Week's Best Space Pictures: Mars Dunes, Saturn Storms, and Sicily Shakes

Young stars burst from a crescent-shaped cradle in the constellation Carina, revealed in the above February 12 Your Shot image.

The stellar nursery called NGC3324 hangs more than 6,500 light-years away, in the northwestern corner of the Carina Nebula. There, the eruptions of young stars compress a surrounding veil of gas, birthing more stellar infants.

Our own sun likely started its life in a similar starry blaze.

Below and to the right lies the cobalt, ruby, and diamond-colored sparklers of the Gem Cluster, a collection of young stars further along in their cosmic lifetimes.

High above Earth, here come the CubeSats. The small, stackable satellites drop away from the International Space Station in this February 11 photograph.

Japanese astronaut Koichi Wakata sent the tiny satellites into orbit with the help of the Kibo laboratory robotic arm aboard the orbiting lab.

The CubeSats are just the start of an intended flock of 28 small Earth-observing satellites. They are the first of what many space advocates hope will grow into a thriving business in smaller, cheaper satellites.

Glorious rings crown Saturn even in its whirling clouds, NASA reveals in this February 11 view of northern lights circling the ringed planet.

The Hubble Space Telescope and the Cassini spacecraft trained their cameras above Saturn's north pole to capture this image of the dance of the auroras. The combined views, seen in ultraviolet light, came in April and May 2013.

"Saturn's auroras can be fickle—you may see fireworks, you may see nothing," said space scientist Jonathan Nichols of England's University of Leicester, in a statement on the effort. NASA scientists hope to discover how solar blasts help fuel Saturn's surprisingly powerful winds.

Star Trek's badges seem to have been re-created on the surface of Mars in this February 13 glimpse of sand dunes from NASA's Mars Reconnaissance Orbiter.

These V-shaped sand dunes, sculpted by wind, are hidden in a crater in the planet's Mawrth Vallis region. The area was once a contender for the landing site of the Curiosity rover. Possibly carved by vast, ancient floods, it offers observers a plethora of geologic puzzles along with its curious dunes.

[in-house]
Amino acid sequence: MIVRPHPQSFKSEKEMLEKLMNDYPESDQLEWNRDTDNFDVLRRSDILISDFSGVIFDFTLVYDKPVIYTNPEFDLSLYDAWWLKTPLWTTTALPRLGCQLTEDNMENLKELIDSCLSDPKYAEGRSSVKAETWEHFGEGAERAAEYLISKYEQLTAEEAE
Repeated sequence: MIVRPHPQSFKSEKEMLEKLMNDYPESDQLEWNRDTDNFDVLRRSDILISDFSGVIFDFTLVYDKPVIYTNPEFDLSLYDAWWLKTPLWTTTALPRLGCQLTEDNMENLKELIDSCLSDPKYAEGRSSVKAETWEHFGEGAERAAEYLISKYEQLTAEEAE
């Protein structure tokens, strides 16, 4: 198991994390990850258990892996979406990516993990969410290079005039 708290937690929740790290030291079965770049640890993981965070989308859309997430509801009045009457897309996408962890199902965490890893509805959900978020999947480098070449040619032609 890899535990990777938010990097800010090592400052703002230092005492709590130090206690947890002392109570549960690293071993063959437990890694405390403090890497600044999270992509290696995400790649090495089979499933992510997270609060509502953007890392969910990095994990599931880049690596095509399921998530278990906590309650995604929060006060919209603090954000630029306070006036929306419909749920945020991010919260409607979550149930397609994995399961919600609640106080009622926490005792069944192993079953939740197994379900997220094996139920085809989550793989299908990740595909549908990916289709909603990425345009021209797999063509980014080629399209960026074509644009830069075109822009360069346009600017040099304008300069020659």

A hazard-avoidance camera mounted on NASA's Curiosity rover sent back this image of the terrain in the vehicle's path as it maneuvered over a dune.

On its way to Mount Sharp, the rover made a 23-foot (7-meter) scoot through Dingo Gap, a sandy break in the rocky floor of Gale Crater leading to a valley that promises safe driving.

Providing a low-angle view of obstacles, the driving cameras on the $3.5 billion rover also offer unusual panoramas of the red planet. The round hump on the far right of the picture is Mount Sharp, the rover's eventual destination.

A campsite high in the mountains of Chile gleams beneath the stars of the Milky Way, seen in this February 11 Your Shot picture.

Sollipulli, a broad, dormant volcano located along a spine of protected parks in the Andes, looms near the campsite.

Far from dormant, Sicily's Mount Etna boils over with lava in this February 7 view from NASA's Terra spacecraft.

Terra's instruments show vegetation in red, snow in white, and flowing lava as dark gray, according to the space agency. The hot, central crater and fresh lava are in yellow. A thin blue-gray cloud holds ash and gas fuming eastward from the caldera.

Sicilians have long mythologized Mount Etna, the most active volcano in Europe, as an abode of monsters. Today, volcanologists call it a "Decade Volcano," one of 16 regarded as most worthy of study worldwide. (See also: "Mt. Etna Volcanologist.")